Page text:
Australia's Economy Pulls Clear of Mining Downturn -- Update

Australia's economy has pulled clear of a mining investment downturn that held back economic growth for half a decade, bolstering forecasts for a healthy expansion in 2018.

Mining investment was flat in the third quarter, according to government data released Thursday. The result snapped an unbroken run of declines spanning three years and confirmed that growth ahead will be driven by an export boom, and stronger growth in services industries.

Total business investment rose by 1% over the third quarter, it's third successive expansion, with non-mining investment climbing solidly.

Firms also revised higher expected capital spending in the year ahead, bringing the investment report more in line with surveys of business conditions showing profits, confidence and hiring intentions are strong. The latest estimate for business investment in 2017-18 of 109 billion was the strongest in 5 years, the government report showed.

For the Reserve Bank of Australia, the stronger investment outlook bolsters its forecast for above trend economic growth of more than 3% in the coming years.

Rising business investment is also expected to help accelerate wages and return inflation back to within the RBA's desired band of 2-3% sooner.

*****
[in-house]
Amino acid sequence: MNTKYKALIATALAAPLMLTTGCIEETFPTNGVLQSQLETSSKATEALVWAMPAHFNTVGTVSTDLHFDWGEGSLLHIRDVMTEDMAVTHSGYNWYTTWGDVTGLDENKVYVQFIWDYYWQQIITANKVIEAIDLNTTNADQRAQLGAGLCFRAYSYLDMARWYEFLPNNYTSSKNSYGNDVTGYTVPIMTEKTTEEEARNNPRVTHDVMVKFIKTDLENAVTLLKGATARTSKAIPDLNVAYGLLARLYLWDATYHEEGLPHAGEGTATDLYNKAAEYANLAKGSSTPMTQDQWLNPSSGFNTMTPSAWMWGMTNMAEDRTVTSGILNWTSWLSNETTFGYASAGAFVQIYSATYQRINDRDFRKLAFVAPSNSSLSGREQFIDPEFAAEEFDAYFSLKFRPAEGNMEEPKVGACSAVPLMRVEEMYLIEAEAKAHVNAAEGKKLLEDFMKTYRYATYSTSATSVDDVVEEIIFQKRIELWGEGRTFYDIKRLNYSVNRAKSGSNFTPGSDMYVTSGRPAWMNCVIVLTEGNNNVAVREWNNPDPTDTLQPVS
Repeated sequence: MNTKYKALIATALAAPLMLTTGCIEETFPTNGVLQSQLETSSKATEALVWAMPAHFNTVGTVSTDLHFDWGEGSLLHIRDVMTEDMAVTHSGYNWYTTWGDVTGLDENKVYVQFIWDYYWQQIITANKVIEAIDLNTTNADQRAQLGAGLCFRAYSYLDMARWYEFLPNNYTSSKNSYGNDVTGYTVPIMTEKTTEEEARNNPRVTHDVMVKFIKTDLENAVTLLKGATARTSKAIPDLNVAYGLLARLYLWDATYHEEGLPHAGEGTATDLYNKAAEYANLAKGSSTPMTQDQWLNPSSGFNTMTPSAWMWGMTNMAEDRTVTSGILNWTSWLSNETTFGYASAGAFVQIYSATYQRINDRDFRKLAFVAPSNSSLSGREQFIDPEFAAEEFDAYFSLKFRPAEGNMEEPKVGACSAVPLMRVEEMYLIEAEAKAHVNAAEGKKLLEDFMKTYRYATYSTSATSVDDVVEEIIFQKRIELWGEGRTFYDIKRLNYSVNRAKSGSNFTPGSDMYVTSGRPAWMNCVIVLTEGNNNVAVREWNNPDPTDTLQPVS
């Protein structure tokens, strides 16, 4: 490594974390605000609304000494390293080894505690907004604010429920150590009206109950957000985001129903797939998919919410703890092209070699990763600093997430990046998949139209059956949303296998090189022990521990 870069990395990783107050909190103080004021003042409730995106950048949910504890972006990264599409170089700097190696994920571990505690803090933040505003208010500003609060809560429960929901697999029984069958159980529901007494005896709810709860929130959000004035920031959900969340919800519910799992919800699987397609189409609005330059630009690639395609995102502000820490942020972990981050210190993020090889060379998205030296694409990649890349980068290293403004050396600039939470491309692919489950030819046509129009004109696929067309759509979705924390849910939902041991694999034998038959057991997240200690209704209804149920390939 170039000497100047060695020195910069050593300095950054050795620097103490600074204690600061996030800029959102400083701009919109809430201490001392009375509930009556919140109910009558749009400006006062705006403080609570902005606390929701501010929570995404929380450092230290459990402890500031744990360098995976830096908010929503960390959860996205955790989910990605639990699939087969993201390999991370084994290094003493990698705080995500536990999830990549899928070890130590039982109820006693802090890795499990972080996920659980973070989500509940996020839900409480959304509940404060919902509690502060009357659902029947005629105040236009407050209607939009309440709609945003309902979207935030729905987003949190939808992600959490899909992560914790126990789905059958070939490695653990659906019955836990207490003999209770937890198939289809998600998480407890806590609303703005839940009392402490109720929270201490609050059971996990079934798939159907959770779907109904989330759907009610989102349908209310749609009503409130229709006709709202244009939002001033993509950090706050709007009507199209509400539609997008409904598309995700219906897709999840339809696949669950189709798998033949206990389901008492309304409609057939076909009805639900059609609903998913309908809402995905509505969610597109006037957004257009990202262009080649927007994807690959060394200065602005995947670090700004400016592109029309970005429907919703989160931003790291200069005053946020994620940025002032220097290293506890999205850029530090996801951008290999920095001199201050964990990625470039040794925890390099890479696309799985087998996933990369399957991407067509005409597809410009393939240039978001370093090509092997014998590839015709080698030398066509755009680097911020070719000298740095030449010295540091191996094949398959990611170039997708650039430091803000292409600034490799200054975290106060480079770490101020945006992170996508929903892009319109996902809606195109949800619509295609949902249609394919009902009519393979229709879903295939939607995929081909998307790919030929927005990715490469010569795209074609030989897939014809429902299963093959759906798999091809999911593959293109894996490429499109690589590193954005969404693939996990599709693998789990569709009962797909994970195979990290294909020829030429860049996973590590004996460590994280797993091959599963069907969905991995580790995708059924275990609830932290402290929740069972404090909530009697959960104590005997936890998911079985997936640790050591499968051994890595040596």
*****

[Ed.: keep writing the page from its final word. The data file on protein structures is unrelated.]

Craig James, chief economist at Commsec said upward revisions to investment over the 2017-18 financial year are the strongest in 12 years, but outpointed that the government data was not relective of the whole picture.

"This may be understating the true situation," he said of the data. Some of the industries such as health care and education which are growing rapidly have been missed by the data collection, he said.

Strong corporate balance sheet across corporate Australia and falling prices for new equipment have also helped spur investment, economists said.

The improvement in capital expenditure follows a boom in hiring in Australia throughout 2017, led by full-time jobs growth.

Still, the economy remains unbalanced and the RBA is expected to lag well behind its global counterparts in raising interest rates.

RBA Gov. Philip Lowe told economists last week that inflation is taking longer than expected to gather momentum, so there is no near-term case for higher interest rates. With wages growth at record lows and inflation safely contained, some economists expect the RBA will remain out of the picture until 2019.

Also Thursday, permits to build new homes rose 0.9% in October, beating market expectations of a 1% fall, and marking the ninth monthly rise in a row. Much of the gain was attributed to increased approvals in Victoria and Queensland, two states already nominated as potential areas of coming over supply.

-Write to James Glynn at

(END) Dow Jones Newswires

November 30, 2017 00:39 ET (05:39 GMT)